Things seemed to be going pretty well since the State of Texas exercised its authority over the Alamo and its grounds in 2011, wresting the fiefdom away from the Daughters of the Republic of Texas. The State was behaving so responsibly a recent Express-News editorial dared to broach recommending the City of San Antonio consider ceding its control of Alamo Plaza to the management of the state.

Those words should be retracted now.

Saturday, Land Commissioner Jerry Patterson is inviting an armed invasion of the grounds. Not only inviting it, but giving those bearing arms a warm welcome.


Sponsor regards taxation as “stealing,” so hold onto your wallet Commissioner Patterson. As you are paid by the state, your wallet is filled with stolen money.

Sponsor actively takes a passive-aggressive approach to fulfill its purposes. One of those it proudly proclaims is to:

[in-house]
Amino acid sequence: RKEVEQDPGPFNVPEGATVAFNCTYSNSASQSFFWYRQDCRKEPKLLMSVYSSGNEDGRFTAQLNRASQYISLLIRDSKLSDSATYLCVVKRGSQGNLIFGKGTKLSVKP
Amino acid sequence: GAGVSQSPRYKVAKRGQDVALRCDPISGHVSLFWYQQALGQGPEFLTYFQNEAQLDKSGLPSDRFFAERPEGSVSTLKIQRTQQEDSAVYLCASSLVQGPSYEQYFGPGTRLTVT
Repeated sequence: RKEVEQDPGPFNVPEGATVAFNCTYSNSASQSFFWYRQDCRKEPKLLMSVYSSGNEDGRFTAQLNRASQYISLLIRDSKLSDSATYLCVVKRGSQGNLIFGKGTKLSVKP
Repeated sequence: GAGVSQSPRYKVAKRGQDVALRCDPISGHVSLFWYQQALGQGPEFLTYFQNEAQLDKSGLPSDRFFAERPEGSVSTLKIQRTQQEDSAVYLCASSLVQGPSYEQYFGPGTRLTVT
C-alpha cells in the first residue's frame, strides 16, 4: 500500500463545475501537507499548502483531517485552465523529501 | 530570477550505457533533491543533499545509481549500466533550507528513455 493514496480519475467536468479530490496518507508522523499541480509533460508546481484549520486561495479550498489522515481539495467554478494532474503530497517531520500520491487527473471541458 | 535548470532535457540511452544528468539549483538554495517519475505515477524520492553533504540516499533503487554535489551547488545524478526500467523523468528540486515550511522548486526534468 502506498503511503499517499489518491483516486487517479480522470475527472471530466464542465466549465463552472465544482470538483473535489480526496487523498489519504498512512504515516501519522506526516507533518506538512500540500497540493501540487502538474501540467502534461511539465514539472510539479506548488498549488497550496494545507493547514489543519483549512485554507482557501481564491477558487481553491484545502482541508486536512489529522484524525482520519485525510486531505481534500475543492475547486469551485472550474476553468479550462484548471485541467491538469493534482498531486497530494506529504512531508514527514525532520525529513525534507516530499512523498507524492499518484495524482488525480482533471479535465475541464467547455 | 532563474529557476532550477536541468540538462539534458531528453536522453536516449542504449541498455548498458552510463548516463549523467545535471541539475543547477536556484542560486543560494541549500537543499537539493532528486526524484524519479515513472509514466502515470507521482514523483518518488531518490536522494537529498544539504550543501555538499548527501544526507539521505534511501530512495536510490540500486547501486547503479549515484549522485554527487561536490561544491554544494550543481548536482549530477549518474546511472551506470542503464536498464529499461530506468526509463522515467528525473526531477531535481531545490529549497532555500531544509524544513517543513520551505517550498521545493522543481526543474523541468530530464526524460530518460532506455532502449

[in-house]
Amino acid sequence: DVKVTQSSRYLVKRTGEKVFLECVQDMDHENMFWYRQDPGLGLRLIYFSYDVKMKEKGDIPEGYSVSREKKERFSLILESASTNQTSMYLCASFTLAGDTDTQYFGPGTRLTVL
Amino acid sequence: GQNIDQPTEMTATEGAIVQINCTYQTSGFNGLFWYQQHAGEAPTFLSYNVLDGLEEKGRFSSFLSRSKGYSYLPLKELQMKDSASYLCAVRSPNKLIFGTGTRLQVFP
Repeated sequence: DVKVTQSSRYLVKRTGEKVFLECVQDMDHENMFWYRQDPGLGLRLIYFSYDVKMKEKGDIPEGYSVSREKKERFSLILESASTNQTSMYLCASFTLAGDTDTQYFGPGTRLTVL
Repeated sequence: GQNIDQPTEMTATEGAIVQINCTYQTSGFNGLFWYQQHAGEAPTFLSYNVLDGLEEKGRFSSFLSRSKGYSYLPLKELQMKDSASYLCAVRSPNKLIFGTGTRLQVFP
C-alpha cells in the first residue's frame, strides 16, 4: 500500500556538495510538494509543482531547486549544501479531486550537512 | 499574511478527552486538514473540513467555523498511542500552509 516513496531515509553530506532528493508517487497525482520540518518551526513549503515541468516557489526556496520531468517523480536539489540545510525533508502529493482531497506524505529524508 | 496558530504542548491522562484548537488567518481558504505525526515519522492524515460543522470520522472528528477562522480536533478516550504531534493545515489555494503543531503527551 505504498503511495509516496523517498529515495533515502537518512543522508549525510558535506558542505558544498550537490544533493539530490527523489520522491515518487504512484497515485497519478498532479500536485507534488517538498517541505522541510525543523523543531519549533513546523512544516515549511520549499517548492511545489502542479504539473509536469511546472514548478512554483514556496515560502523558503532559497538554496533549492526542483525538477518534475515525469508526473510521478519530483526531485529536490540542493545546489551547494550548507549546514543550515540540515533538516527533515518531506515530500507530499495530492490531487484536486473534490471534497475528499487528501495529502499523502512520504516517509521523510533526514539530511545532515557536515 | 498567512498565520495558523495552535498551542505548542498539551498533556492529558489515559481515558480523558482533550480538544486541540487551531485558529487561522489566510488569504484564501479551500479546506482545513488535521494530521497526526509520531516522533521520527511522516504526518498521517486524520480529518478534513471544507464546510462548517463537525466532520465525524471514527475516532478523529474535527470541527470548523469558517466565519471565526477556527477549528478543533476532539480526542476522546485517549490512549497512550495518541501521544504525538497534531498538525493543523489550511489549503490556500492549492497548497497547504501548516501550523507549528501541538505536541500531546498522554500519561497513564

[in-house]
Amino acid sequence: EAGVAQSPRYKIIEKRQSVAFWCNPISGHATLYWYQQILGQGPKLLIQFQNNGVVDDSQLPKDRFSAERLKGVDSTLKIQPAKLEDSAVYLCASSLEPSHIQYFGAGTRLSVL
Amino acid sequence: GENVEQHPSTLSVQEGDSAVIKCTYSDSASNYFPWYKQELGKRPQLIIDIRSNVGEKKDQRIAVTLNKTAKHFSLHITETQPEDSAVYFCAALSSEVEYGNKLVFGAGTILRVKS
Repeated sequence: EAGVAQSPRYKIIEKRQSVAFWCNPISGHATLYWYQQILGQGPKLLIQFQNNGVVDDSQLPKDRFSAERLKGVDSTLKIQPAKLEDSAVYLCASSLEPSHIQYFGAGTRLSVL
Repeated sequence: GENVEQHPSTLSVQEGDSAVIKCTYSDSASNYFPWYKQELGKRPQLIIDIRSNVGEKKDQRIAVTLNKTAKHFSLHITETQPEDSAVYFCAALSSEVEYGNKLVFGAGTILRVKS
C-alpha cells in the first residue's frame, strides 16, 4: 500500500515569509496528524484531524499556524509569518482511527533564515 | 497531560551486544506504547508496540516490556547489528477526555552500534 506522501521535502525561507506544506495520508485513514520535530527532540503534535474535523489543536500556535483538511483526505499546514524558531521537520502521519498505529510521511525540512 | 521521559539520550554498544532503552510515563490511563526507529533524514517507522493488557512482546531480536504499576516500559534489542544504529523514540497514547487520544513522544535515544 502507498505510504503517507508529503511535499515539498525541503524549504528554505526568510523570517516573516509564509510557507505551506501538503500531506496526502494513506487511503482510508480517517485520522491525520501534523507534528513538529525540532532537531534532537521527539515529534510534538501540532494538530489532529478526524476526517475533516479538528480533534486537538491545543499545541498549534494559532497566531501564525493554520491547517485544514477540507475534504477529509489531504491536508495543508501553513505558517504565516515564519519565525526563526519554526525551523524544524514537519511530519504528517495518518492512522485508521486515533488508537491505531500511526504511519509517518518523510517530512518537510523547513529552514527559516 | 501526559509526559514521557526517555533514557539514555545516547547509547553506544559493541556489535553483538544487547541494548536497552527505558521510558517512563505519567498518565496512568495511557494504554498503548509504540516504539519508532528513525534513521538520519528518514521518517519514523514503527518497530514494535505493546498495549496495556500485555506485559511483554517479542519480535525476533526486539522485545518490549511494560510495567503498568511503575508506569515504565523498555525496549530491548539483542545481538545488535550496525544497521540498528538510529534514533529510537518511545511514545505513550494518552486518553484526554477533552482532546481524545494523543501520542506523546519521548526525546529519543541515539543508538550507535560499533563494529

foster a cooperative relationship with local law enforcement in the furtherance of these goals with an eye towards preventing negative encounters.

One of the ways followers accomplish this is to set up traps for the police. One recent example was at a Starbucks in San Antonio. Three perfectly innocent gun-toting men order their coffee and park themselves at a table outside. Some customers evacuate. Several frightened patrons, much to the “surprise” of the men who just happened to be filming themselves while sipping their coffee, called police. So begins the “harassment” that has fired up the gun rights advocates:

We will all meet in San Antonio to stand up in one of the most important challenges we have had to face. This event will be a strong message to Chief McManus that we have a right to bear arms and …it will NOT be infringed. We are drawing a line in the sand on the historic land of the Alamo.